Never has silence been so eloquent.
It came from the heart and gut of an 18-year-old girl.
There were cheers when Emma Gonzalez took to the podium before hundreds of thousands of demonstrators gathered in Washington to demand stronger gun control.
She spoke briefly and forcefully about the 17 people killed on February 14th when a former student walked into Marjory Stoneman Douglas High School and started shooting. And then she stopped. She just stopped.
The crowd was baffled at first… some people shouted out slogans, others wondered if something was wrong. Then the assembled masses along Pennsylvania Avenue — the capital city’s “Main Street” — stood in silence with Emma.
In all, she was on the stage for six minutes and 20 seconds — the exact time it took for the massacre in Parkland, Florida, to unfold.
“In a little over six minutes, 17 of our friends were taken from us, 15 were injured, and everyone, absolutely everyone, was forever altered,” she said. “Everyone who was there understands. Everyone who has been touched by the cold grip of gun violence understands.
Six minutes and 20 seconds.
Emma Gonzales was the last speaker at an event unlike any ever seen before in Washington. The young survivors of the Stoneman Douglas shooting conceived of the “March for Our Lives”… oversaw the planning… promoted it on social media… and when the big day came, they dominated the stage.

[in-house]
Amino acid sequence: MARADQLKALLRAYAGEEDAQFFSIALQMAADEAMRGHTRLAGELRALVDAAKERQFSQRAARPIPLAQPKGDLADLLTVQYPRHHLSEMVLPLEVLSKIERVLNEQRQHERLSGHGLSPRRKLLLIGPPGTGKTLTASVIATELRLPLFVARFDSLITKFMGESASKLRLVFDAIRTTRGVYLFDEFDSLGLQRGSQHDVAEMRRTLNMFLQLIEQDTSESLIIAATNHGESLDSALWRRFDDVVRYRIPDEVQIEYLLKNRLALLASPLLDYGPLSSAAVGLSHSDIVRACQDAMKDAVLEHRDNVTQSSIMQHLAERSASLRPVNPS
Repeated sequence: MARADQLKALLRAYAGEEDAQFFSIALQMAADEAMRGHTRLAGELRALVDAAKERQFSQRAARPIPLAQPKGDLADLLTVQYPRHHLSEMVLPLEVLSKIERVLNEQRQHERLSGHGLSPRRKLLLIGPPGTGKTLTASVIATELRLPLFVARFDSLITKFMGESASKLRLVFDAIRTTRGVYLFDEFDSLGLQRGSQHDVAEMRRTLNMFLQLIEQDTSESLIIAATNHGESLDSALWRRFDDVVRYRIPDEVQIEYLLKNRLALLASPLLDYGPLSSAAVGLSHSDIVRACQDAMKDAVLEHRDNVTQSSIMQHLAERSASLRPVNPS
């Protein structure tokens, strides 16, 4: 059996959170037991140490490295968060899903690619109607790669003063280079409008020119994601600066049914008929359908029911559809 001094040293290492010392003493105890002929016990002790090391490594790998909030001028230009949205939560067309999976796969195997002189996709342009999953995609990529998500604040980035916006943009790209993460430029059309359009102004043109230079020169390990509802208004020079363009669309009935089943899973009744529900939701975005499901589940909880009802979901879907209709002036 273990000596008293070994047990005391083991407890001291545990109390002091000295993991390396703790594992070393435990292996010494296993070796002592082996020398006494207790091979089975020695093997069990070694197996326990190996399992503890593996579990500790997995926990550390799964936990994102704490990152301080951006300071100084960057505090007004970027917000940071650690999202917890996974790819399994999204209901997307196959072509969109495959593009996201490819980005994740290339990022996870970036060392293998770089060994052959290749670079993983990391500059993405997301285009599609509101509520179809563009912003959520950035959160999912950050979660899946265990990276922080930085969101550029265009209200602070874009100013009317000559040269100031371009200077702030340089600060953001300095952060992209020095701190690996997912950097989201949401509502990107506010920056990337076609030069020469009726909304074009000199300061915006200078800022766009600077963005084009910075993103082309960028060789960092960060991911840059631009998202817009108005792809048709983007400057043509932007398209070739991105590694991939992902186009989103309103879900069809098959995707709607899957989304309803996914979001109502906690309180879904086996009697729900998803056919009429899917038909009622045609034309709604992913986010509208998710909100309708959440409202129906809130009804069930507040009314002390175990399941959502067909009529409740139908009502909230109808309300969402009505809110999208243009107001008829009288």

No adults spoke at their rally. No politicians. Just twenty or so kids who have seen things that no child should ever have to see.
They aren’t old enough to buy a beer in this country, and yet in the course of just five weeks these students brought together roughly two million people in Washington, DC, and at more than 800 “sister marches” from New York to London and beyond.
They have been through so much and yet they were able, through their pain, to mobilize so many.
Cameron Kasky — who is just 17 and not even old enough to vote — knew it would happen.
“Since this movement began, people have asked me do you think any change is going to come from this? Look around! We are the change!” he told the rally.
Some staunch supporters of gun rights have referred to these kids as the puppets of left-wing minders who are using them for political gain.
Cameron — who has a boyish face and the conviction of an adult — was having none of it.
“To the leaders, skeptics and cynics who told us to sit down and stay silent: Wait your turn! Welcome to the revolution!” he said.
The diversity of the Washington crowd was striking — young and old, white, black, asian and hispanic. It was a cross-section of Americans who are sick of so many shootings and are now demanding government action.
The mix was, in a way, by design. From the start, the students from Parkland realized that gun violence is a national problem and while the massacre in their affluent town was horrific simply because so many were killed in so little time, there are many less-advantaged communities where individual shootings occur on a regular basis.
Before the rally, several of the young organizers traveled to Chicago to meet with teens who worry about getting shot while walking to school… and they talked to kids from the toughest neighborhoods of Los Angeles who have lost friends and family to gunfire.